Claremont Fire Lt. Andrew Stevens will always remember Michael Kennedy, one of two Boston firefighters killed in the line of duty last week. Kennedy had visited Stevens while the Claremont firefighter was hospitalized with injuries suffered fighting a house fire March 2.
Back home last week, Stevens felt a personal connection as he followed the updates about an inferno raging in an apartment building in Boston's Back Bay on Wednesday. His concerns gave way to shock when he learned Kennedy, a 33-year-old former Marine with a quick wit, was dead.
"Kennedy was just one of those guys that was just full of life. He walked in the room, and within a minute he had us chuckling and laughing," Stevens recalled. "Just a very friendly, likeable guy."
Stevens plans to go to Boston this week to offer his respects, both personally and professionally, as Kennedy and Lt. Edward Walsh, also killed in the fire, are laid to rest.
"Typically, I go to any and all that I can," Stevens said, referring to services for fallen firefighters. "I definitely won't miss this one."
Stevens plans to drive down Wednesday for Walsh's funeral Mass at 10:30 a.m. at St. Patrick's Church in Watertown. He will stay the night, then go to Kennedy's funeral at 11 a.m. Thursday at Holy Name Church in West Roxbury. If he can, Stevens will attend a wake Wednesday afternoon for Kennedy following the service for Walsh.
And Stevens won't be alone; other firefighters from the Granite State will also head south to honor the memories of their fallen comrades.
Firefighters share a bond through the inherent dangers of the job. When one doesn't make it out of a burning building, they all are reminded that they, too, could be victims someday.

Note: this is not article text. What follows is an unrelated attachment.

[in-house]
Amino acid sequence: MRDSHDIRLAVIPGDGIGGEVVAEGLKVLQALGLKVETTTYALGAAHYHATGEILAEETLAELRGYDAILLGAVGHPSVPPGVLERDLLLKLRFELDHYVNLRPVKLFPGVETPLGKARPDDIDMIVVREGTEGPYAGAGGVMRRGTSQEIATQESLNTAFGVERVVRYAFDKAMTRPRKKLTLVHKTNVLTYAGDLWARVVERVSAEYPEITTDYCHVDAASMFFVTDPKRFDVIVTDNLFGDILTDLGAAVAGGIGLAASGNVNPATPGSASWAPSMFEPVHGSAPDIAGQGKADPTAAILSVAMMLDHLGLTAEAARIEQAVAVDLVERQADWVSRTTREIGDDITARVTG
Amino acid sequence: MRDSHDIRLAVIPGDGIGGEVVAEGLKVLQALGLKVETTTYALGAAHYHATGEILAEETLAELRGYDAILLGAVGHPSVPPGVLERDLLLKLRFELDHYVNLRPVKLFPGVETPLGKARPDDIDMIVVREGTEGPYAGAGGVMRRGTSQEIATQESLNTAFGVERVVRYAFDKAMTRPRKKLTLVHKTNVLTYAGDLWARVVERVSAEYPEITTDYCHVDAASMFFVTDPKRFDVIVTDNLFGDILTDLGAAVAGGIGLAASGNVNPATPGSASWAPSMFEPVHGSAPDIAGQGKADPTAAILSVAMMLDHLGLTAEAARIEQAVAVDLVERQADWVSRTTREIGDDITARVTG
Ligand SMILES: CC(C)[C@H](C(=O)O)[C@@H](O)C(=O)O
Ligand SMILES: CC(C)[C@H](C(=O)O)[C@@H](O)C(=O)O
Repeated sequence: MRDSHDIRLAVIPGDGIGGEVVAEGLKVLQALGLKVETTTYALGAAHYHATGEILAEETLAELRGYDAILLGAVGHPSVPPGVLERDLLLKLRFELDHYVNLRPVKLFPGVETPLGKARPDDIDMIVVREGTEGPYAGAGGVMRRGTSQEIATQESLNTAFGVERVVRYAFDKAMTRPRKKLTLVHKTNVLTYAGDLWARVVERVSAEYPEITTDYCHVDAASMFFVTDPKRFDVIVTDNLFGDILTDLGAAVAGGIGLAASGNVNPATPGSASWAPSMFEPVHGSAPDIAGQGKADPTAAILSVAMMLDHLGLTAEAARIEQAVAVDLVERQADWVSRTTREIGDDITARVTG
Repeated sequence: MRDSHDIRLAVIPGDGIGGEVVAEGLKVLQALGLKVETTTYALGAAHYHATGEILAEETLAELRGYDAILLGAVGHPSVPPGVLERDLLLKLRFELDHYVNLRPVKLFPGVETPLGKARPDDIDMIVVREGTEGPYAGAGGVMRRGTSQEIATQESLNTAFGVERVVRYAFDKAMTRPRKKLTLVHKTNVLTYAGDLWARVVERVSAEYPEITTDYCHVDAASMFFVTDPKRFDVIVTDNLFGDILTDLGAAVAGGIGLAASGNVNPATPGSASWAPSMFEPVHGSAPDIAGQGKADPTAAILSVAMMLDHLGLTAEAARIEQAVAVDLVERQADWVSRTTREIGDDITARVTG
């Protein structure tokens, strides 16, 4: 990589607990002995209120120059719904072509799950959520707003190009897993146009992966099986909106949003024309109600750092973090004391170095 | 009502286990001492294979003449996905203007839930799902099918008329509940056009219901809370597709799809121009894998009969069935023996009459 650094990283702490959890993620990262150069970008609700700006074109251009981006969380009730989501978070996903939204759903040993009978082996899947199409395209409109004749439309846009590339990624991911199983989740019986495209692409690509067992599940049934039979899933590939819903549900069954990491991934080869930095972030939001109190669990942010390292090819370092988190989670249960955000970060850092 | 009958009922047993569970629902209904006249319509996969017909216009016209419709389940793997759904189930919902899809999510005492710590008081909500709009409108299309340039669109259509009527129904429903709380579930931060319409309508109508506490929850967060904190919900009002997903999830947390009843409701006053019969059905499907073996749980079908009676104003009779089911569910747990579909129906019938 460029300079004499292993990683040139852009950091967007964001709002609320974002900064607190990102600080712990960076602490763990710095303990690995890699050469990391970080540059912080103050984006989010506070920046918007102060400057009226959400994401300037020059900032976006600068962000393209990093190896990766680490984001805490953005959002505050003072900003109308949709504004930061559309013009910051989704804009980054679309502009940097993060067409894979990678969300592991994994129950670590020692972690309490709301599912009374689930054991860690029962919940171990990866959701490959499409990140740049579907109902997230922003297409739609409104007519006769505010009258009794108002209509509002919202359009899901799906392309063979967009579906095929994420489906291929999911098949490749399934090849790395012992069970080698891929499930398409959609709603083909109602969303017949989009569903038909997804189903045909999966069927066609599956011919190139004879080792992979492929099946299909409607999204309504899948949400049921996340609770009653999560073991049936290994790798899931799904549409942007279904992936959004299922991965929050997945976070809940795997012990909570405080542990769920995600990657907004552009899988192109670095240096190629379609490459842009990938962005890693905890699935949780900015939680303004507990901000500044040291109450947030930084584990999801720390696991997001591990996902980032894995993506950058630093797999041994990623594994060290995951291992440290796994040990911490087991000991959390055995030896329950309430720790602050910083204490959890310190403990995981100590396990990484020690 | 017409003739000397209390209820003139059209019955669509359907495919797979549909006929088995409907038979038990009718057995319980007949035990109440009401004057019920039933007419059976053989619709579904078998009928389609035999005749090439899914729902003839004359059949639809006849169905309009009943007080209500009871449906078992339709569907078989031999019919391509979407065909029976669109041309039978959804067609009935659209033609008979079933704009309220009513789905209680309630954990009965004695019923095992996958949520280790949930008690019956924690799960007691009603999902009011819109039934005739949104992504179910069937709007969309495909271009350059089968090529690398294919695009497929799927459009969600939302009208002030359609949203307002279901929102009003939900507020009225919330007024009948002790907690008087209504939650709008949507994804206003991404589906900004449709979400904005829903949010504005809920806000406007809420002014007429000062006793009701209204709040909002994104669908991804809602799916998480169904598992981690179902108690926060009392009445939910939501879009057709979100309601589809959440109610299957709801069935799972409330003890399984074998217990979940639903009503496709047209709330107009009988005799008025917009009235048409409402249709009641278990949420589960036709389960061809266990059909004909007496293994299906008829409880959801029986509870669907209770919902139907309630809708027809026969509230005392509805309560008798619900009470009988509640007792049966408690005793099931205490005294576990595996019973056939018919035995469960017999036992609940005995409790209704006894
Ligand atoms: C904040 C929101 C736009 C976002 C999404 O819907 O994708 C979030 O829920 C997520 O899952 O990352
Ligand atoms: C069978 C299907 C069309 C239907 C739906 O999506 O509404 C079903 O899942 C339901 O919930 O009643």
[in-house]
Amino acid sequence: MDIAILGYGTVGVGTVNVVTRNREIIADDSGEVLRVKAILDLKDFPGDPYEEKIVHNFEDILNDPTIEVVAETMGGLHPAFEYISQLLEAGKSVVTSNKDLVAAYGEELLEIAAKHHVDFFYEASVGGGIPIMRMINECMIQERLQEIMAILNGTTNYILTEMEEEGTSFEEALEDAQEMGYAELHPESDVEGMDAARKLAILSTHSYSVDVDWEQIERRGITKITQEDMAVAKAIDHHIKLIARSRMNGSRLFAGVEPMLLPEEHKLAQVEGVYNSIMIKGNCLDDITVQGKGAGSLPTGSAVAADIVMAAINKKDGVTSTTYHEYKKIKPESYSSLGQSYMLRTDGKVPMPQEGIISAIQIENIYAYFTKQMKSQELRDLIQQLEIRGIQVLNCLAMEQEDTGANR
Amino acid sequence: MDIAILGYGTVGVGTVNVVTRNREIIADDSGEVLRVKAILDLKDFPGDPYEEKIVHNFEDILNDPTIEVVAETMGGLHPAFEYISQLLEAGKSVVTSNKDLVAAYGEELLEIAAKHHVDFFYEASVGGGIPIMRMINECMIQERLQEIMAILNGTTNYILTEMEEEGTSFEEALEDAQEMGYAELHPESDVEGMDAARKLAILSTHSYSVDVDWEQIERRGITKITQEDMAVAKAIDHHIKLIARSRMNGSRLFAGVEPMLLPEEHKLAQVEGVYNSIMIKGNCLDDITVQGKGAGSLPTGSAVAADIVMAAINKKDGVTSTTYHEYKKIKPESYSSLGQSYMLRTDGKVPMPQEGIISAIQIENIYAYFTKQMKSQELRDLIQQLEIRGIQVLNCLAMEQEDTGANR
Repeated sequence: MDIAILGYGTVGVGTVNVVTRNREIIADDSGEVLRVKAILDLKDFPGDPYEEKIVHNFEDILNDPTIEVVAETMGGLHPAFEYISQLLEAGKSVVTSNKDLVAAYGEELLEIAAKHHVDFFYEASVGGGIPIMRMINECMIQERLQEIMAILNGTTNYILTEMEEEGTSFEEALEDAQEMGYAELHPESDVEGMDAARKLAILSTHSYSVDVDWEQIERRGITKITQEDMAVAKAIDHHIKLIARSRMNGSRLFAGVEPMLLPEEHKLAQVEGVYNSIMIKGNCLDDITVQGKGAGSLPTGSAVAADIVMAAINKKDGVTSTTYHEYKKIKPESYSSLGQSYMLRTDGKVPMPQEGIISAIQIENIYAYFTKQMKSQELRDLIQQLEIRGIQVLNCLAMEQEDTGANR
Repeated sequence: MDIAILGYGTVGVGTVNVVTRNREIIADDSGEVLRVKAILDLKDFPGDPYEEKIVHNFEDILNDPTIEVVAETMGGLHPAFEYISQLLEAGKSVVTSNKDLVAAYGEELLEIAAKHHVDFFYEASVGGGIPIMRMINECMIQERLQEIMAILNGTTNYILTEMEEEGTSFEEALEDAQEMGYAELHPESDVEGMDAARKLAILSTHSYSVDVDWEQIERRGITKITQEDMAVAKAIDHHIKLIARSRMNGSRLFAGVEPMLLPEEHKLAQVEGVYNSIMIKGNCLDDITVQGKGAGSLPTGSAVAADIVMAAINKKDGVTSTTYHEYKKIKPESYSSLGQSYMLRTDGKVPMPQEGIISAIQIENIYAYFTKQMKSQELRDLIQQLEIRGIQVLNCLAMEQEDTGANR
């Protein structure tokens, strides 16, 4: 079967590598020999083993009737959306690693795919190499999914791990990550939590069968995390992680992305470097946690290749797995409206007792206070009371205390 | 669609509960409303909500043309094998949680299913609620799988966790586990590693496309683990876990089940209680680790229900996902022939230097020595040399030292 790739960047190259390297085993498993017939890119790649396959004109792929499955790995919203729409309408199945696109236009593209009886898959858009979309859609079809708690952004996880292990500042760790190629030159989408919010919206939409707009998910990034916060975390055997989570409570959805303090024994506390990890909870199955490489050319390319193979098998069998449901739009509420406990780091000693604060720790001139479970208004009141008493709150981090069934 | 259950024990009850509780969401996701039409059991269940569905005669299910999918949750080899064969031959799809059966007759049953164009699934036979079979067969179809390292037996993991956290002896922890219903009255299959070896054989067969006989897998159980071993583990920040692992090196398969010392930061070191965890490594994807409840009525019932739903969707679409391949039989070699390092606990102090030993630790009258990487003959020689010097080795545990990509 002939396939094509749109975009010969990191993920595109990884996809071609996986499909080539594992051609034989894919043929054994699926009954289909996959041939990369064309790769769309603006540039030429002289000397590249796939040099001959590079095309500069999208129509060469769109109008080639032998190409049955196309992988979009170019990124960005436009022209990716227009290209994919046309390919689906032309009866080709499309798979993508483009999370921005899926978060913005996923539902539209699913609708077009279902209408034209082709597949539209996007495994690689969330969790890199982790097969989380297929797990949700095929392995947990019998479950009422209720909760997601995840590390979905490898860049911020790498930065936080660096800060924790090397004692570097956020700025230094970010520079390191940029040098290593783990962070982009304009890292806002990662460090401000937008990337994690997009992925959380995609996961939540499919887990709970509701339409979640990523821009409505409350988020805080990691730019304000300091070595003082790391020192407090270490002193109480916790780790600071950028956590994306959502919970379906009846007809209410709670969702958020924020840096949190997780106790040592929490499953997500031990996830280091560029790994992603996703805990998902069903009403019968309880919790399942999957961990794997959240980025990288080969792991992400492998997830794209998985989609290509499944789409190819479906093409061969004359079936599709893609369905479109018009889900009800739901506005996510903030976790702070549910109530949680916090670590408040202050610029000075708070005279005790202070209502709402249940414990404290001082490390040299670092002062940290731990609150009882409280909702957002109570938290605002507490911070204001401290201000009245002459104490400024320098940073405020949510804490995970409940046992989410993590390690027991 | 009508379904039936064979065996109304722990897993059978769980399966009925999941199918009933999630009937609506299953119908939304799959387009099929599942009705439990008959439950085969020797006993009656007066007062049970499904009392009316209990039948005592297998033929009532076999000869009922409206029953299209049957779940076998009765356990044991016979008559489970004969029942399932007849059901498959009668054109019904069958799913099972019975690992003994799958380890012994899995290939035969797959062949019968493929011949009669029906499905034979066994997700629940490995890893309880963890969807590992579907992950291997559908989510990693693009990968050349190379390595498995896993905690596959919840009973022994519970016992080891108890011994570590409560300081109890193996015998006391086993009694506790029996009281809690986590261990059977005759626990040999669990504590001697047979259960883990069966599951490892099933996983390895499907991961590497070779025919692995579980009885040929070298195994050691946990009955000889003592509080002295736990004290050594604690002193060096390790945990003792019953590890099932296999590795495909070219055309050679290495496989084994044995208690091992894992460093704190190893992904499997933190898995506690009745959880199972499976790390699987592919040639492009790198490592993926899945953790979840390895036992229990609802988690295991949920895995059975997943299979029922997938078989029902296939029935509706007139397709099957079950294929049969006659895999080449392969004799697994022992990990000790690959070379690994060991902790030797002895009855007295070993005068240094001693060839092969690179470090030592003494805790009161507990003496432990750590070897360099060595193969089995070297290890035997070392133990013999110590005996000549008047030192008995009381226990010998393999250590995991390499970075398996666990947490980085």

"I would expect there would be people from all over the country to pay their respects to these two firefighters," said Rick Bergeron, chief of the Claremont Fire Department.
Manchester Fire Department District Chief Jim Michael said he and Chief James Burkish plan to drive down.
Michael said Manchester will be well-represented by firefighters who are not on duty and able to make the trip.
"We've got guys going both days," Michael said,
Stevens also wanted to extend his gratitude to the Boston Firefighters Burn Foundation, which he described as a "well-oiled machine" whose members acted quickly when they learned he was being flown down from Claremont the night of March 2. He said members had already reached his parents by the time they were still a half-hour north of Boston and were there to greet them at Brigham and Women's Hospital.
"They were absolutely amazing to me and my family," he said. "The words they used were: 'We don't want you to worry about anything but him.'"
The Foundation found Stevens' parents a room in a hotel near the hospital and gave them gift cards for whatever they needed and didn't have time to grab in a rush to get moving on the 120-mile drive south to Boston.
Foundation members stayed with the parents as Stevens was treated for second- and third-degree burns and admitted to the hospital, then formed a rotation of daily visitors who dropped by and lifted the spirits of a fellow firefighter injured in the line of duty.
"Guys stopped in every single day I was there to make sure there was nothing that I needed," he said.
"Sometimes multiple times."
Stevens said Kennedy came by on his second day at the hospital and immediately stood out among a small group of visitors.
"I can't say enough about how great that program is and how kind and nice he was," he said.